The saga over the quintessential Australian song, “Kookaburra Sits in the Old Gum Tree” (“Kookaburra”), continued this week, with the Federal Court ordering that the publishers and songwriters of “Down Under” (the “respondents”) pay five percent of their royalties to Larrikin Music Publishing Pty Ltd (“Larrikin”). These royalties are to be backdated to May 2002 and will apply to future earnings generated from the song.
On 4 February 2010 Justice Jacobson ruled that the flute riff in the iconic song “Down Under” by Men at Work did infringe copyright in Kookaburra. Justice Jacobson noted that the damages in this case were damages under the Trade Practices Act 1974 (Cth) for the misrepresentations made by the respondents to the Australasian Performing Right Association (“APRA”) and the Australasian Mechanical Copyright Owners Society (“AMCOS”) concerning ownership of copyright in the song.
Larrikin submitted that it should be entitled to between 25 to 50 percent of all royalties received by the respondents since May 2002, being the actual date from which royalties were payable (due to the six year Statute of Limitations period). On the other hand, the respondents put the figure at only “a couple of percent”. Justice Jacobson considered “…the figures put forward by Larrikin to be excessive, overreaching and unrealistic”.
It was agreed by the parties that the percentage to be awarded to Larrikin was the hypothetical deal that would have been struck if negotiation for a licence in Kookaburra had taken place. However, the parties differed in their approach as to the timing of this hypothetical negotiation. Larrikin submitted that the relevant date should have been 1982, being the year in which APRA and AMCOS paid 100 percent of the royalties for Down Under to the respondents. However, the respondents contended that the relevant date was May 2002. The bargaining power between the parties at these two dates would have been different. In 1982 Kookaburra was a well known song and Men at Work were not well known, compared to the situation in 2002 when Men at Work and the song Down Under had become famous throughout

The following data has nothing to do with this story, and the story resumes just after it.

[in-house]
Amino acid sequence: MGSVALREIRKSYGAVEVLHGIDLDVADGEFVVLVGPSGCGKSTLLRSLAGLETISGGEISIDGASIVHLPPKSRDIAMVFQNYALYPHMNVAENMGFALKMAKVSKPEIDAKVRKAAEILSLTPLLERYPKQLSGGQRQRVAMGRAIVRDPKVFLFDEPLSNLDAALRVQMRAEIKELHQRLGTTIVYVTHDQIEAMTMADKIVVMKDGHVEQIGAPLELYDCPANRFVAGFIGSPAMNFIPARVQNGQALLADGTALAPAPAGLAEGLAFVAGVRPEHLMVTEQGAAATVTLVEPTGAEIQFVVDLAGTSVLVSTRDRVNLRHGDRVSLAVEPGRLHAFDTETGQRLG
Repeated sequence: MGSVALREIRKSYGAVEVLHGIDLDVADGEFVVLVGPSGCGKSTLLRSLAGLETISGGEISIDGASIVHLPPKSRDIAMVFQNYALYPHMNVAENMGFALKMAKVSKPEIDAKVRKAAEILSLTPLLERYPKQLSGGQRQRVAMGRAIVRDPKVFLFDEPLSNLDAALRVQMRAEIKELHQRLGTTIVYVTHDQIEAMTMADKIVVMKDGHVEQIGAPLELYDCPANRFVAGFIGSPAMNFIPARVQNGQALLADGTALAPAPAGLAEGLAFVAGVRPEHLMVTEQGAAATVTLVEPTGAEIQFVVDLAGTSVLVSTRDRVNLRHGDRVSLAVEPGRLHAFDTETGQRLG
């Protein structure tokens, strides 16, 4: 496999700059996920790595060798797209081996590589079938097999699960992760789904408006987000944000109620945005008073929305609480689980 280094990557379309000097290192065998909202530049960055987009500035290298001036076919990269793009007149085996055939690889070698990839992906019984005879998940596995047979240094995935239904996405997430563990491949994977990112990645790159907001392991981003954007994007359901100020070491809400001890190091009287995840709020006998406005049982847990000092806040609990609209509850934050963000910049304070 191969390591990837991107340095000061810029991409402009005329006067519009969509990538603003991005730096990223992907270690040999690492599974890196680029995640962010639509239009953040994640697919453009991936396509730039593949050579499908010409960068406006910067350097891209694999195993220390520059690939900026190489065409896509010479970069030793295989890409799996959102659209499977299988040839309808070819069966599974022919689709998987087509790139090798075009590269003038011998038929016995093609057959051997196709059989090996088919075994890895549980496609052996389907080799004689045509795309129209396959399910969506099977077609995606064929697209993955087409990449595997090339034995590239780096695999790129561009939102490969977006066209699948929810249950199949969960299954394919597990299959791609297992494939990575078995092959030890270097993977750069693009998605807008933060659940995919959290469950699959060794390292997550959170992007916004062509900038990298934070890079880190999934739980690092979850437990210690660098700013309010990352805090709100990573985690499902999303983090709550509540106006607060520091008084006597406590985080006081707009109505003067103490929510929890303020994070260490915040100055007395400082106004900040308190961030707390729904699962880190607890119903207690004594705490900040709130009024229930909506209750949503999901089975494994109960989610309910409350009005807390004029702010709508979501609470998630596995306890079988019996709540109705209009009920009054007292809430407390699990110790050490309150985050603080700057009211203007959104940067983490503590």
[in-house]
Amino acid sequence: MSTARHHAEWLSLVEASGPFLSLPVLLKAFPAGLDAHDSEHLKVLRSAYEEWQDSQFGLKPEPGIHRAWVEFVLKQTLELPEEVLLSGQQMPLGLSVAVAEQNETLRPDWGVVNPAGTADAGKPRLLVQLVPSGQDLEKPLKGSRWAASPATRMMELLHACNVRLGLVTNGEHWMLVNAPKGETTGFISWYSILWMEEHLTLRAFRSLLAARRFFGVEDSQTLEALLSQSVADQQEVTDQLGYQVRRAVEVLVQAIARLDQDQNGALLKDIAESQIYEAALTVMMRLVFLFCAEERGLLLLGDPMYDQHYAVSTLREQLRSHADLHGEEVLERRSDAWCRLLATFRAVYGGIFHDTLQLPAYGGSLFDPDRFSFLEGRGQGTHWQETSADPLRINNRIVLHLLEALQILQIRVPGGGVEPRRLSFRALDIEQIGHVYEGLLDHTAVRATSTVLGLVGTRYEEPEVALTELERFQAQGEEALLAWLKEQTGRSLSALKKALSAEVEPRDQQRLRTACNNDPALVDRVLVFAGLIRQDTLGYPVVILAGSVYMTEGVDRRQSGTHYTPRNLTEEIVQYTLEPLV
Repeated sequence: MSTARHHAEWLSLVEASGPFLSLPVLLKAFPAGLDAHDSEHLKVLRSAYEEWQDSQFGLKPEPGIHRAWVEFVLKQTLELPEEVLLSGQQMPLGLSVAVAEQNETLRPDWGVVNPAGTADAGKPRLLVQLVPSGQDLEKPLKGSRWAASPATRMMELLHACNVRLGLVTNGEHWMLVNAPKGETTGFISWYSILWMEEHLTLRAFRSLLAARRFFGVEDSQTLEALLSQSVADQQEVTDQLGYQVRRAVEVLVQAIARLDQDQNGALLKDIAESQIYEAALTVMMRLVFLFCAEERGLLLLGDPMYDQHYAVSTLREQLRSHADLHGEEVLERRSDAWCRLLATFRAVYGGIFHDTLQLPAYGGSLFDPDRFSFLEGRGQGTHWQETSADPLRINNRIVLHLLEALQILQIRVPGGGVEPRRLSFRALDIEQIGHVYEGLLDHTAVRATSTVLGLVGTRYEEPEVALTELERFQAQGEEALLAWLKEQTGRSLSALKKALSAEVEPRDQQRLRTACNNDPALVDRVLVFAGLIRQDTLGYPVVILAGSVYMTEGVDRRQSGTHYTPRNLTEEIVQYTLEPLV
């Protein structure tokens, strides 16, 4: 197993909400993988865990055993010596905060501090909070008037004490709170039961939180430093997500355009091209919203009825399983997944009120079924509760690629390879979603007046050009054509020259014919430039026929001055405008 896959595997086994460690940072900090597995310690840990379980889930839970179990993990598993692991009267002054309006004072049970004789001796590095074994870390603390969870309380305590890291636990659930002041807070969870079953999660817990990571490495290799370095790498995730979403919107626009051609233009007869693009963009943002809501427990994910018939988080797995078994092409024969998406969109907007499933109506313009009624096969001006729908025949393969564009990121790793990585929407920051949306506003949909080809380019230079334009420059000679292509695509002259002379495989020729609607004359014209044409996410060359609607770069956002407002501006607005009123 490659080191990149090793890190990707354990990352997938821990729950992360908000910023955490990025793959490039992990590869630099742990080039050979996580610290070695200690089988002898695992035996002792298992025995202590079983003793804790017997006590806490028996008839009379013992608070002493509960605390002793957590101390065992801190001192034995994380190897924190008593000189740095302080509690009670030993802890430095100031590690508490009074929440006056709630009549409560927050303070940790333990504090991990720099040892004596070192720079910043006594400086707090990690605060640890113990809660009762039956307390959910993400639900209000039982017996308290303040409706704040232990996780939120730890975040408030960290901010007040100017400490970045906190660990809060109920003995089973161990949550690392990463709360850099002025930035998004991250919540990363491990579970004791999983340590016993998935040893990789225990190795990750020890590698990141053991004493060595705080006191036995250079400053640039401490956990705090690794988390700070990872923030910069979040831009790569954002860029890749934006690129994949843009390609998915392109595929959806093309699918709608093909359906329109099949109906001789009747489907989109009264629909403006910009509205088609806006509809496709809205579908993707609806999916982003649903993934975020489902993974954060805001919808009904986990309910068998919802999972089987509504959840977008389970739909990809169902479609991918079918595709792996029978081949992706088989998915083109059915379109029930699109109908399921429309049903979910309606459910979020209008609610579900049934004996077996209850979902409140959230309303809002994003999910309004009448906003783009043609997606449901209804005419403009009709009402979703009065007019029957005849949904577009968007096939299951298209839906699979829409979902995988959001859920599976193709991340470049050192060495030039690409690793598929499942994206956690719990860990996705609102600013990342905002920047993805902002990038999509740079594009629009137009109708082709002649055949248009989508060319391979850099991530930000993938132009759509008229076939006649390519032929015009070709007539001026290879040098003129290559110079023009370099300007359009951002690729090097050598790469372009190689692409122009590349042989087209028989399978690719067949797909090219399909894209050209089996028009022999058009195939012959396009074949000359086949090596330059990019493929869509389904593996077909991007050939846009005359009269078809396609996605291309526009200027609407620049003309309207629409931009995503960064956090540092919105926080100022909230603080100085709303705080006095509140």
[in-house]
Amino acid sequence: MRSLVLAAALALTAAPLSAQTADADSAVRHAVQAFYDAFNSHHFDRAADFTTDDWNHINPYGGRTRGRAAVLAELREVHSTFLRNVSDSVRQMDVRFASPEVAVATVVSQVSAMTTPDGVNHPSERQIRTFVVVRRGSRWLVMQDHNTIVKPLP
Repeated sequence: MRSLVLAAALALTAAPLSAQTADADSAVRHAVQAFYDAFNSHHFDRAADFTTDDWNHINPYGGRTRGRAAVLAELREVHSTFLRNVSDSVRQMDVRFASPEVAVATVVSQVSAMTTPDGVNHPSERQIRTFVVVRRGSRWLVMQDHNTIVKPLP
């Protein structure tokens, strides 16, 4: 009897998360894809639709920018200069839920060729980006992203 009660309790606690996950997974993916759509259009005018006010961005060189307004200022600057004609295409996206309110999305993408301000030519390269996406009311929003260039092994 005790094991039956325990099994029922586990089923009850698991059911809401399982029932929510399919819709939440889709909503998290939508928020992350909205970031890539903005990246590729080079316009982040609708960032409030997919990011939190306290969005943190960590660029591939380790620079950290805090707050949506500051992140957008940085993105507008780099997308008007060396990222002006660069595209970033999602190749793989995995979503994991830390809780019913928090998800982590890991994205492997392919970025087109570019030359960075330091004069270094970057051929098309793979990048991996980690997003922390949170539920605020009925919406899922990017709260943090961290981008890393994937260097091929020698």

Both sides gave evidence of what they believed were comparable royalties reached in other copyright licences in the music industry. These included deals reached in relation to well-known songs by Green Day, Robbie Williams and Queen. In determining the figure of five percent, Justice Jacobson reviewed the comparable songs, as well as reviewing the musical significance of the relevant two bars of Kookaburra (that were determined to have infringed copyright), the thematic significance of Kookaburra, the significance Men at Work’s performance and the visual associations in the Down Under video.
You can access the full decision by clicking here. The respondents have appealed Justice Jacobson’s finding that Larrikin’s copyright in Kookaburra was infringed. The appeal is set down for hearing next month before Emmett, Jagot and Nicholas JJ. Should the appeal be successful, Justice Jacobson’s decision concerning damages will also be overturned.
We’ll be sure to keep you updated…